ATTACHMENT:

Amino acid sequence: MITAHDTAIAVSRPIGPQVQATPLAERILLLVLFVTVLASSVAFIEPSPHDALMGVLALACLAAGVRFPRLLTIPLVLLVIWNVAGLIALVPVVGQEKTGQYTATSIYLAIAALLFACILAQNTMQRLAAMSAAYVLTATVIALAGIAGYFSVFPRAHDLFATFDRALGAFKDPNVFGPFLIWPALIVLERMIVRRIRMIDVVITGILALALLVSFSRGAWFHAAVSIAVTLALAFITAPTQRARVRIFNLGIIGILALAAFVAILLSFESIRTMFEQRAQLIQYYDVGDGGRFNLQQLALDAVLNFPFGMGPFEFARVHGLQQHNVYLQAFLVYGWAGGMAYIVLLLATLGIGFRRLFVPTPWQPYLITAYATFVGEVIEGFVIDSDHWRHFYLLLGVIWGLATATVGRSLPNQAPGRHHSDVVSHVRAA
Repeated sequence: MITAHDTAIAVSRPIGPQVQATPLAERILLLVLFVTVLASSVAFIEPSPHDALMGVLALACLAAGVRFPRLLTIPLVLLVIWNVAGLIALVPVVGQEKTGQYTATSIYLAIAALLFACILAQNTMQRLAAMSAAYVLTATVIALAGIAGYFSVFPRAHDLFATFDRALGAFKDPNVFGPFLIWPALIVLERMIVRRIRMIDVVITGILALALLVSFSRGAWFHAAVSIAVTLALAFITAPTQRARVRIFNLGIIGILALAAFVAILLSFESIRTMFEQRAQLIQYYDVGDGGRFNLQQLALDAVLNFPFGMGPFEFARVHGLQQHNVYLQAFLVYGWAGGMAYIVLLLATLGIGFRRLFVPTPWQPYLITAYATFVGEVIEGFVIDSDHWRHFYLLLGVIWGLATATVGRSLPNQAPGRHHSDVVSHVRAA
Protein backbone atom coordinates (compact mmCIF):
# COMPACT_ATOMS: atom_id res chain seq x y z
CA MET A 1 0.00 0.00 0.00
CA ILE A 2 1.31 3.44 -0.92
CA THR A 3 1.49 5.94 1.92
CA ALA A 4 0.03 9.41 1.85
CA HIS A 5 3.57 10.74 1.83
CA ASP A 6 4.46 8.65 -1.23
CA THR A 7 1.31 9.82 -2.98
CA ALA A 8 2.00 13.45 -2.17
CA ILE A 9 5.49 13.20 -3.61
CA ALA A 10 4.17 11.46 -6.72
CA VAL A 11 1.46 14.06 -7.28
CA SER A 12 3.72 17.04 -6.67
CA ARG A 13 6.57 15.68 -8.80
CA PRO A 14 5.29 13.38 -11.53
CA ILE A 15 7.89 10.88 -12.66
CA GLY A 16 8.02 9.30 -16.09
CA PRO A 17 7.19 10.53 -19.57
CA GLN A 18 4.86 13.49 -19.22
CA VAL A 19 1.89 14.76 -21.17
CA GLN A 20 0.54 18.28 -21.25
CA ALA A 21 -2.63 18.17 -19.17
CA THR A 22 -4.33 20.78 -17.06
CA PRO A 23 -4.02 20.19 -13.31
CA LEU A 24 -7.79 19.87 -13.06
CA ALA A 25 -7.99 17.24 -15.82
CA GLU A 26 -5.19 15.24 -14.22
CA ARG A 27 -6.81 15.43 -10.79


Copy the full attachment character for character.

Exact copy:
Amino acid sequence: MITAHDTAIAVSRPIGPQVQATPLAERILLLVLFVTVLASSVAFIEPSPHDALMGVLALACLAAGVRFPRLLTIPLVLLVIWNVAGLIALVPVVGQEKTGQYTATSIYLAIAALLFACILAQNTMQRLAAMSAAYVLTATVIALAGIAGYFSVFPRAHDLFATFDRALGAFKDPNVFGPFLIWPALIVLERMIVRRIRMIDVVITGILALALLVSFSRGAWFHAAVSIAVTLALAFITAPTQRARVRIFNLGIIGILALAAFVAILLSFESIRTMFEQRAQLIQYYDVGDGGRFNLQQLALDAVLNFPFGMGPFEFARVHGLQQHNVYLQAFLVYGWAGGMAYIVLLLATLGIGFRRLFVPTPWQPYLITAYATFVGEVIEGFVIDSDHWRHFYLLLGVIWGLATATVGRSLPNQAPGRHHSDVVSHVRAA
Repeated sequence: MITAHDTAIAVSRPIGPQVQATPLAERILLLVLFVTVLASSVAFIEPSPHDALMGVLALACLAAGVRFPRLLTIPLVLLVIWNVAGLIALVPVVGQEKTGQYTATSIYLAIAALLFACILAQNTMQRLAAMSAAYVLTATVIALAGIAGYFSVFPRAHDLFATFDRALGAFKDPNVFGPFLIWPALIVLERMIVRRIRMIDVVITGILALALLVSFSRGAWFHAAVSIAVTLALAFITAPTQRARVRIFNLGIIGILALAAFVAILLSFESIRTMFEQRAQLIQYYDVGDGGRFNLQQLALDAVLNFPFGMGPFEFARVHGLQQHNVYLQAFLVYGWAGGMAYIVLLLATLGIGFRRLFVPTPWQPYLITAYATFVGEVIEGFVIDSDHWRHFYLLLGVIWGLATATVGRSLPNQAPGRHHSDVVSHVRAA
Protein backbone atom coordinates (compact mmCIF):
# COMPACT_ATOMS: atom_id res chain seq x y z
CA MET A 1 0.00 0.00 0.00
CA ILE A 2 1.31 3.44 -0.92
CA THR A 3 1.49 5.94 1.92
CA ALA A 4 0.03 9.41 1.85
CA HIS A 5 3.57 10.74 1.83
CA ASP A 6 4.46 8.65 -1.23
CA THR A 7 1.31 9.82 -2.98
CA ALA A 8 2.00 13.45 -2.17
CA ILE A 9 5.49 13.20 -3.61
CA ALA A 10 4.17 11.46 -6.72
CA VAL A 11 1.46 14.06 -7.28
CA SER A 12 3.72 17.04 -6.67
CA ARG A 13 6.57 15.68 -8.80
CA PRO A 14 5.29 13.38 -11.53
CA ILE A 15 7.89 10.88 -12.66
CA GLY A 16 8.02 9.30 -16.09
CA PRO A 17 7.19 10.53 -19.57
CA GLN A 18 4.86 13.49 -19.22
CA VAL A 19 1.89 14.76 -21.17
CA GLN A 20 0.54 18.28 -21.25
CA ALA A 21 -2.63 18.17 -19.17
CA THR A 22 -4.33 20.78 -17.06
CA PRO A 23 -4.02 20.19 -13.31
CA LEU A 24 -7.79 19.87 -13.06
CA ALA A 25 -7.99 17.24 -15.82
CA GLU A 26 -5.19 15.24 -14.22
CA ARG A 27 -6.81 15.43 -10.79